(Washingtontimes) A South Carolina valedictorian garnered wild applause after he ripped up his pre-approved speech and deliver...
So that's what passes for rebellious youth in 21st century South Carolina: recitation of a Christian prayer.
The valedictorian at my high school graduation in Massachusetts-- upon being given his diploma and being offered a handshake from the principal-- grabbed the man by the ears and planted a sloppy kiss right on his bald head. Then he produced a can of beer, held it up, and said into the mike, "I guess I'll have to leave now," and left the stage. The place went nuts: standing ovation, stomping feet, whistling, kids waving lighters back and forth, cheering, and all the dignitaries up there with 'deer in the headlights' expressions. Three or four other kids walked out as well.
This was an act of protest after several class members were kicked out of the senior show and banned from graduation for getting caught with a can of beer at a rehearsal. The format changed after that moment. No walk across the stage for a handshake and a diploma. We all stayed in our seats and got our diplomas in the mail, I suppose for fear we'd all follow suit with the 'kiss and fuck off' instead of the handshake.
The question is what does our 1st amendment right to freedom of speech really mean? Are we supposed to acquiesce to the demands of school authoritarians and not say those things that truly represent our identity? As valedictorian is he expected to maintain the codes of modern political correctness? I think not. While I don't agree with his compulsion to promote religion he does make a point. Would it have been any different if he had lambasted those in attendance for their silly faith in a god who cannot be proven to exist?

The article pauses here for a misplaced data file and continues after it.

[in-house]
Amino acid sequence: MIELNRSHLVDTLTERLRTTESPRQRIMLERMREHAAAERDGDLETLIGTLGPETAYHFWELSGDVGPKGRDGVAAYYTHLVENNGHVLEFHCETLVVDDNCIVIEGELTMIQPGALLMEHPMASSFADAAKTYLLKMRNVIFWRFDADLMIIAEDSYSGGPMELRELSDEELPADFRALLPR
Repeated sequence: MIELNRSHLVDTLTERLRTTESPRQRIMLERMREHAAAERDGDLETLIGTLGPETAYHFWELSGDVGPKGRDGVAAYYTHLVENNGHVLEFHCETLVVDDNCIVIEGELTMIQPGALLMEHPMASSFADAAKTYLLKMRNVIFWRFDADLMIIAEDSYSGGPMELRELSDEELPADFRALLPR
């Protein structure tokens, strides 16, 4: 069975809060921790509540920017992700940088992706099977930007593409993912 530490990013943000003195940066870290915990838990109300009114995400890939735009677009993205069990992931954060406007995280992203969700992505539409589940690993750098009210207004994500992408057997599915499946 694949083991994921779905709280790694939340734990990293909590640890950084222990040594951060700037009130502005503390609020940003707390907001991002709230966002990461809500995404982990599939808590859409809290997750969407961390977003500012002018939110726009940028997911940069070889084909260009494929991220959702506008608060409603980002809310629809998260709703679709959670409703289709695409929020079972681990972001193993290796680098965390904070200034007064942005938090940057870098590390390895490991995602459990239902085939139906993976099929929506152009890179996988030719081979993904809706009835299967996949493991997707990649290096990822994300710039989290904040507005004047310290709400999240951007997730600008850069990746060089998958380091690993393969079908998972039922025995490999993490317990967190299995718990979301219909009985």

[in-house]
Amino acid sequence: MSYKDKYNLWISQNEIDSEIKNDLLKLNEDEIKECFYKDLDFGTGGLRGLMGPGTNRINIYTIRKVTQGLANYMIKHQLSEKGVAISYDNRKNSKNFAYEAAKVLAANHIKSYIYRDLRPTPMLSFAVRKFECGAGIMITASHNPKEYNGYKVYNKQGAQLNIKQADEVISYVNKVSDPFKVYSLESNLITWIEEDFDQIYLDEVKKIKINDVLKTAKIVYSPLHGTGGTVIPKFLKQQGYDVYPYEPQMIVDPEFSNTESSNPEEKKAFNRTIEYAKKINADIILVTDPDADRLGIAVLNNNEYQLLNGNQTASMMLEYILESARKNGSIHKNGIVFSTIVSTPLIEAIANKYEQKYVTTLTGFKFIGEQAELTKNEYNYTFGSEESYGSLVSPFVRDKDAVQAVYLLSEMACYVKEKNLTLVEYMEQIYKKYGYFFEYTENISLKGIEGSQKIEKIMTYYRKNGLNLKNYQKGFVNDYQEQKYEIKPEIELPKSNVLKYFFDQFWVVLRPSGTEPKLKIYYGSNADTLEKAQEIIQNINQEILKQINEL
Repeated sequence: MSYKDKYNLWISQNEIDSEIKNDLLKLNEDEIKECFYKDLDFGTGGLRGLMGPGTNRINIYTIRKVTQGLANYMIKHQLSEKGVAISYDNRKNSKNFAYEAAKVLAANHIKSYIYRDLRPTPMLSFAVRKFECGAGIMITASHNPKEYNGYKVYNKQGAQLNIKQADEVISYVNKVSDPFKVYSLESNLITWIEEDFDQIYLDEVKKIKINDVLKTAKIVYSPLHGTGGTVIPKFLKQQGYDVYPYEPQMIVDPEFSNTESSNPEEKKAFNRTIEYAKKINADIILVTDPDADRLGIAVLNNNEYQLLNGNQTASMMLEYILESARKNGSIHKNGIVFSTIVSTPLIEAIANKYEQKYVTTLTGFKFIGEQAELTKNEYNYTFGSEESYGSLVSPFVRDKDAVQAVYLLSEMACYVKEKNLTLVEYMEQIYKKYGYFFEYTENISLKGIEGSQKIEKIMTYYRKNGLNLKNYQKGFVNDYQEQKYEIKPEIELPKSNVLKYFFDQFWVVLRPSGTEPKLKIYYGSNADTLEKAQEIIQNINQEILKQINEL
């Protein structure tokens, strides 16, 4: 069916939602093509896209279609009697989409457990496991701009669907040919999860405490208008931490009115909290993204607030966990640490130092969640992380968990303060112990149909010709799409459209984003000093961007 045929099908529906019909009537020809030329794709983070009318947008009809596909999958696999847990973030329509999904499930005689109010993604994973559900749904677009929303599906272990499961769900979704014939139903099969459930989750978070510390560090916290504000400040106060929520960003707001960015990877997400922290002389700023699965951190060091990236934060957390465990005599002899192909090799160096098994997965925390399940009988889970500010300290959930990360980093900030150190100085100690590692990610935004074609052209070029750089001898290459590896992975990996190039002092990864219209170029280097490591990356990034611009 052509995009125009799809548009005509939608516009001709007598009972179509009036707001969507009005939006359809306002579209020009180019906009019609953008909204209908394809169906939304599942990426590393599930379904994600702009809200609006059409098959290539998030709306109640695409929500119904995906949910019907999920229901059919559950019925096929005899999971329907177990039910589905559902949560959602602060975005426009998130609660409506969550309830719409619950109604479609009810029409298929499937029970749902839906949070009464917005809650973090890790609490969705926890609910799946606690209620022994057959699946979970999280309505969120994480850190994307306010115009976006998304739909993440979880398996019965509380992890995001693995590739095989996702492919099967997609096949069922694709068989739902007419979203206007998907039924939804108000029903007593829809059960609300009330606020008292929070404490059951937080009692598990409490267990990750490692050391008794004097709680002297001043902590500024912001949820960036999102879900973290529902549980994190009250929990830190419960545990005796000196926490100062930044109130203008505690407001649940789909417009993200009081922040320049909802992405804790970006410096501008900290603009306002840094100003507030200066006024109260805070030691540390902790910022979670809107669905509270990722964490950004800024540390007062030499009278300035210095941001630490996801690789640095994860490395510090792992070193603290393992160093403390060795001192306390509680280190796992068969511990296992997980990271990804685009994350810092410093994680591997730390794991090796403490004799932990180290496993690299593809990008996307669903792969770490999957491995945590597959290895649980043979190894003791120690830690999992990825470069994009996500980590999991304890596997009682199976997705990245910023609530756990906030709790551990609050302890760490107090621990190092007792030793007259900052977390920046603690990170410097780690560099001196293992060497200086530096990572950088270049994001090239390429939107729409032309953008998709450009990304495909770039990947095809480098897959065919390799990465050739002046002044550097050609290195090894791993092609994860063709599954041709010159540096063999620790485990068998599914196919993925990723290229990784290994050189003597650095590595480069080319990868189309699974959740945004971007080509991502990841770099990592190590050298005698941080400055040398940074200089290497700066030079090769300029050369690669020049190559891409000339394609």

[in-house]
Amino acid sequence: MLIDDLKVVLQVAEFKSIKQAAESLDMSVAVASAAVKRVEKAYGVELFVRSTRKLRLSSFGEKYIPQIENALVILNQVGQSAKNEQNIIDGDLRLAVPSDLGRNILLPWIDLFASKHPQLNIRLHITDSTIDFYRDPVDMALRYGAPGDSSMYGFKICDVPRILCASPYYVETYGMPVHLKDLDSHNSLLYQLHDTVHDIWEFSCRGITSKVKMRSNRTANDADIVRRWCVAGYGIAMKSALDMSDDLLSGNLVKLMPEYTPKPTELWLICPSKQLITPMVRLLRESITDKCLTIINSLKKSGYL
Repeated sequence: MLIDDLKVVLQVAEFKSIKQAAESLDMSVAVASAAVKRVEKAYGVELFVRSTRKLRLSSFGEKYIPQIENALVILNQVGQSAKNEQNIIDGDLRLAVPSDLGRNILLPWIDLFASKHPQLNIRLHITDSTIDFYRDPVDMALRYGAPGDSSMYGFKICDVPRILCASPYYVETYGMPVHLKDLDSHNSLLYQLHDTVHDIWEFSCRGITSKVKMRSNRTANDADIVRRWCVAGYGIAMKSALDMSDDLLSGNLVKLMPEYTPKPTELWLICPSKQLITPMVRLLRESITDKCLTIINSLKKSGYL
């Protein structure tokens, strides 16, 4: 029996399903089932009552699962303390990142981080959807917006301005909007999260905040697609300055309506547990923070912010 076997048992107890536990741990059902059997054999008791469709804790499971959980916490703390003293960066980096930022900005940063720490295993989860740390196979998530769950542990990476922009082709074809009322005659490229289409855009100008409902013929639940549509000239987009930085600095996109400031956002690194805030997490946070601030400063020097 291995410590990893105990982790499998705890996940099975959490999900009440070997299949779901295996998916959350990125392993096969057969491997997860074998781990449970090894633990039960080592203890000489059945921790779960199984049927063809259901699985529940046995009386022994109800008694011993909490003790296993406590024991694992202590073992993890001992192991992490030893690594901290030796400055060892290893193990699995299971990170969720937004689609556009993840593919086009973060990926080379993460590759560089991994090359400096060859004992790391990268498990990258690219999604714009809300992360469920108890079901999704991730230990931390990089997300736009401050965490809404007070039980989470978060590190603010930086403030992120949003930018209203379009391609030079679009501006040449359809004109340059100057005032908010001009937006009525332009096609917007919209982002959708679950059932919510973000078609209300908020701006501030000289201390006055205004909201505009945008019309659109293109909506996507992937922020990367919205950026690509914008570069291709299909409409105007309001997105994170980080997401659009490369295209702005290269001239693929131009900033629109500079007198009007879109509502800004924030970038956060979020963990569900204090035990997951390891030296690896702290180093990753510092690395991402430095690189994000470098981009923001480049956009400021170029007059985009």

I see this differently. It's push-back against atheists trying to change the culture. The whole reason he wasn't allowed to say a prayer before hand was because the county School board banned prayer at ceremonies because of a lawsuit. Since probably 80% of the students in that school (at least if not more it is South Carolina) were raised with religion, then it no wonder that they ate up his actions. It's interesting to note that as we are more successful in removing prayer from public functions, prayer can take the form of protest and fits well with the christian-persecution mythos.
On a side note, I agree with this in that his action were not noble but, self-righteous. And while he got Matthew 6: 7-13 right, he should have paid more attention to Matthew 6: 5-6.
“And when you pray, do not be like the hypocrites, for they love to pray standing in the synagogues and on the street corners to be seen by others. Truly I tell you, they have received their reward in full. But when you pray, go into your room, close the door and pray to your Father, who is unseen. Then your Father, who sees what is done in secret, will reward you."
Just to show more Christian privilege: this kid won't be punished, but in Alabama when a Native American girl wants to wear an eagle feather, a sacred symbol, bestowed to her in honor of her graduation, she gets fined a $1,000.
If the majority of the graduating class were religious it goes that he was representing his peers.
I agree with Sagacious Hawk that it represents "push-back."
One typically gets to be valedictorian by having the highest GPA in the school. So perhaps not all that ignorant for a high school student. As a public speaker, he also apparently knew his audience well based on the reaction he got.
I'm not a fan of public prayer in mixed company. This, however, was less a prayer and more an act of civil disobedience.
South Carolina valedictorian, he'll probably become a politician.
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